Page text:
I was introduced to the word “aporia” in Samuel Beckett’s work of prose, The Unnameable. The Unnameable is one of Beckett’s three successful novels, following the publication of Molloy (1951) and Malone Dies (1951). Each of these novels pursues questions of mortality, time, and truth through a Derridan lens, emphasized by Beckett’s deconstructive and nonlinear style of writing (any of these novels can be read in any order, starting at any point, and the resolution would be the same.) If Beckett’s prose could be neatly tied into a single word, then this word would be “aporia.” “Aporia” is defined, according to the dictionary, as an irresolvable internal contradiction, like, for example, using language to describe the indescribable.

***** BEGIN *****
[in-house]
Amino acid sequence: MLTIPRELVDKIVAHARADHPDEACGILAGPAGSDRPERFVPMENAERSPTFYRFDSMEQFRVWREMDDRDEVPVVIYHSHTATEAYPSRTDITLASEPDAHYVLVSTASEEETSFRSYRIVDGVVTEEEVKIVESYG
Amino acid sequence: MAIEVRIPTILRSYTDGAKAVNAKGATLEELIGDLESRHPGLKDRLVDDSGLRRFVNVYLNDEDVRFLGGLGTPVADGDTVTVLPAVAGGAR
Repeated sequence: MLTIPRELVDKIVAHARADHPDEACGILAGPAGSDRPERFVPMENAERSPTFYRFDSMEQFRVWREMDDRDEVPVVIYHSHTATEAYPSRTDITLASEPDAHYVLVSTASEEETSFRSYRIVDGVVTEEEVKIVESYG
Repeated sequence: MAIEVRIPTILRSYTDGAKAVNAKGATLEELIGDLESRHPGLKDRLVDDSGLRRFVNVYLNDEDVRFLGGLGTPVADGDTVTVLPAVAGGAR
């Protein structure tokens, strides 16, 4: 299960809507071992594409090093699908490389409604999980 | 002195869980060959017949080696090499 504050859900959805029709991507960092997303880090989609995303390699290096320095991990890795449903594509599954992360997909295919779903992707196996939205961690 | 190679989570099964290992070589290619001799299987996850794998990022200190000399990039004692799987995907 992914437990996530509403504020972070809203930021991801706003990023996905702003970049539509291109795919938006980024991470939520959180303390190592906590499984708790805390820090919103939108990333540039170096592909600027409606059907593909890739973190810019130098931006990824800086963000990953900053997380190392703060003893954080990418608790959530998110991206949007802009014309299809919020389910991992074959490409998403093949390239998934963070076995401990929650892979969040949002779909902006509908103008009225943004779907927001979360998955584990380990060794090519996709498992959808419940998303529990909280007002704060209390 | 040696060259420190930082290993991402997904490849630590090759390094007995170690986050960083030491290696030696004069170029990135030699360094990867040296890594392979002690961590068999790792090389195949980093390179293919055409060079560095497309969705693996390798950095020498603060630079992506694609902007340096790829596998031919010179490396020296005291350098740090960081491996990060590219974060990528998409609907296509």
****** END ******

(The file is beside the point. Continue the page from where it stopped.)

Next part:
Aporia is vague and specific, like all the other interesting and rewarding aspects of life that suggest otherworldliness. If aporia had an identical, theoretical counterpart then it would reflect poststructuralism, a theory drowning, perpetually, in its own irony. Beckett sheds a single light on aporia when he writes in The Unnameable: it is a “labyrinthine torment that can’t be grasped, or limited, or felt, or suffered, no, not even suffered” (Beckett 308).